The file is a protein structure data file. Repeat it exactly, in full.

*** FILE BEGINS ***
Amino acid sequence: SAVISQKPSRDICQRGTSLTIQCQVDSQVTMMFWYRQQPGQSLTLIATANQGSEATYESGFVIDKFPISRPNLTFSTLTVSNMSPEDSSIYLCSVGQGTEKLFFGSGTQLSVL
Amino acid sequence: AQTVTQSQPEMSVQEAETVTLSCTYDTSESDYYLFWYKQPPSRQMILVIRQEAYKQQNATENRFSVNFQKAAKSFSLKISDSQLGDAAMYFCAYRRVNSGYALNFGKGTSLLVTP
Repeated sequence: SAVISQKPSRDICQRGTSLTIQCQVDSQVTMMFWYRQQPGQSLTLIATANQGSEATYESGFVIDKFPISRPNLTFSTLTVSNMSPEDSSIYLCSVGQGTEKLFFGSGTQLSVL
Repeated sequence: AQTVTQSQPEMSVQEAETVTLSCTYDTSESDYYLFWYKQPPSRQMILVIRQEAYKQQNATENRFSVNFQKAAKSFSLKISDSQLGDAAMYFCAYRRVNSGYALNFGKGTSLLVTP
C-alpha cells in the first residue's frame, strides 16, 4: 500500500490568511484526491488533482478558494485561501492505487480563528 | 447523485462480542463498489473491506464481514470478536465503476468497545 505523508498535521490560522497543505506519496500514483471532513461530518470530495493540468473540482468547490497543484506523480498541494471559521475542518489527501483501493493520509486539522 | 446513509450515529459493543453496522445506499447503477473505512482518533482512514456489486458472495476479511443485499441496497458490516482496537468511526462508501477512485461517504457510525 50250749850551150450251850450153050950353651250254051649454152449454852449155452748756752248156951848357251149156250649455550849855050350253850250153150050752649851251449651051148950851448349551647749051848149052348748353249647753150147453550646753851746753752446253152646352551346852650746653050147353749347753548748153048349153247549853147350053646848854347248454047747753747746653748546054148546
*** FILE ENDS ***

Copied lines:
Amino acid sequence: SAVISQKPSRDICQRGTSLTIQCQVDSQVTMMFWYRQQPGQSLTLIATANQGSEATYESGFVIDKFPISRPNLTFSTLTVSNMSPEDSSIYLCSVGQGTEKLFFGSGTQLSVL
Amino acid sequence: AQTVTQSQPEMSVQEAETVTLSCTYDTSESDYYLFWYKQPPSRQMILVIRQEAYKQQNATENRFSVNFQKAAKSFSLKISDSQLGDAAMYFCAYRRVNSGYALNFGKGTSLLVTP
Repeated sequence: SAVISQKPSRDICQRGTSLTIQCQVDSQVTMMFWYRQQPGQSLTLIATANQGSEATYESGFVIDKFPISRPNLTFSTLTVSNMSPEDSSIYLCSVGQGTEKLFFGSGTQLSVL
Repeated sequence: AQTVTQSQPEMSVQEAETVTLSCTYDTSESDYYLFWYKQPPSRQMILVIRQEAYKQQNATENRFSVNFQKAAKSFSLKISDSQLGDAAMYFCAYRRVNSGYALNFGKGTSLLVTP
C-alpha cells in the first residue's frame, strides 16, 4: 500500500490568511484526491488533482478558494485561501492505487480563528 | 447523485462480542463498489473491506464481514470478536465503476468497545 505523508498535521490560522497543505506519496500514483471532513461530518470530495493540468473540482468547490497543484506523480498541494471559521475542518489527501483501493493520509486539522 | 446513509450515529459493543453496522445506499447503477473505512482518533482512514456489486458472495476479511443485499441496497458490516482496537468511526462508501477512485461517504457510525 50250749850551150450251850450153050950353651250254051649454152449454852449155452748756752248156951848357251149156250649455550849855050350253850250153150050752649851251449651051148950851448349551647749051848149052348748353249647753150147453550646753851746753752446253152646352551346852650746653050147353749347753548748153048349153247549853147350053646848854347248454047747753747746653748546054148546